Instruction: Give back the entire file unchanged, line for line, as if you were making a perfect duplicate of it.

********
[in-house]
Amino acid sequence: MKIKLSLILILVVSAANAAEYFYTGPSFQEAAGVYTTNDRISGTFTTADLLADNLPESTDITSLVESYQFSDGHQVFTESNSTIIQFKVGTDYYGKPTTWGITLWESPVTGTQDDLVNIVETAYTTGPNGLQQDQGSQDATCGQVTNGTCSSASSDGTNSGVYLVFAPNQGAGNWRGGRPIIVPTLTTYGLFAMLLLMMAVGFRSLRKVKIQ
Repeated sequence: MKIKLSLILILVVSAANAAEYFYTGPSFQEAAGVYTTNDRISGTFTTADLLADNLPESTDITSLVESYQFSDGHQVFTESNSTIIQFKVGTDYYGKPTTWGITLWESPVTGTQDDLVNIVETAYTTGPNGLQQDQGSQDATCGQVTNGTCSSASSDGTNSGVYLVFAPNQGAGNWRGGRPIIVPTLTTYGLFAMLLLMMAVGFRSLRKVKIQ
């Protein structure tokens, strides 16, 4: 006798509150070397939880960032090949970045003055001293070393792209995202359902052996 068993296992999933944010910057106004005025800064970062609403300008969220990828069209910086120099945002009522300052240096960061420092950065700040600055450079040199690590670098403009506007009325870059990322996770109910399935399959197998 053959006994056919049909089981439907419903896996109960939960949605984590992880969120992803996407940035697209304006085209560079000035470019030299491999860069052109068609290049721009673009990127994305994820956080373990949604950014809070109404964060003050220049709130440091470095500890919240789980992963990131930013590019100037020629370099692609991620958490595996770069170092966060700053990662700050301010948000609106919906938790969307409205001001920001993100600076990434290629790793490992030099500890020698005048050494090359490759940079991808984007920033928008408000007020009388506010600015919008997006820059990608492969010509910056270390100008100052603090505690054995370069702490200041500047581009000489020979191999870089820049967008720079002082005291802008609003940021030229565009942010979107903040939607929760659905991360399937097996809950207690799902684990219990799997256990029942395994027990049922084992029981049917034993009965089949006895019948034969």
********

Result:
[in-house]
Amino acid sequence: MKIKLSLILILVVSAANAAEYFYTGPSFQEAAGVYTTNDRISGTFTTADLLADNLPESTDITSLVESYQFSDGHQVFTESNSTIIQFKVGTDYYGKPTTWGITLWESPVTGTQDDLVNIVETAYTTGPNGLQQDQGSQDATCGQVTNGTCSSASSDGTNSGVYLVFAPNQGAGNWRGGRPIIVPTLTTYGLFAMLLLMMAVGFRSLRKVKIQ
Repeated sequence: MKIKLSLILILVVSAANAAEYFYTGPSFQEAAGVYTTNDRISGTFTTADLLADNLPESTDITSLVESYQFSDGHQVFTESNSTIIQFKVGTDYYGKPTTWGITLWESPVTGTQDDLVNIVETAYTTGPNGLQQDQGSQDATCGQVTNGTCSSASSDGTNSGVYLVFAPNQGAGNWRGGRPIIVPTLTTYGLFAMLLLMMAVGFRSLRKVKIQ
């Protein structure tokens, strides 16, 4: 006798509150070397939880960032090949970045003055001293070393792209995202359902052996 068993296992999933944010910057106004005025800064970062609403300008969220990828069209910086120099945002009522300052240096960061420092950065700040600055450079040199690590670098403009506007009325870059990322996770109910399935399959197998 053959006994056919049909089981439907419903896996109960939960949605984590992880969120992803996407940035697209304006085209560079000035470019030299491999860069052109068609290049721009673009990127994305994820956080373990949604950014809070109404964060003050220049709130440091470095500890919240789980992963990131930013590019100037020629370099692609991620958490595996770069170092966060700053990662700050301010948000609106919906938790969307409205001001920001993100600076990434290629790793490992030099500890020698005048050494090359490759940079991808984007920033928008408000007020009388506010600015919008997006820059990608492969010509910056270390100008100052603090505690054995370069702490200041500047581009000489020979191999870089820049967008720079002082005291802008609003940021030229565009942010979107903040939607929760659905991360399937097996809950207690799902684990219990799997256990029942395994027990049922084992029981049917034993009965089949006895019948034969």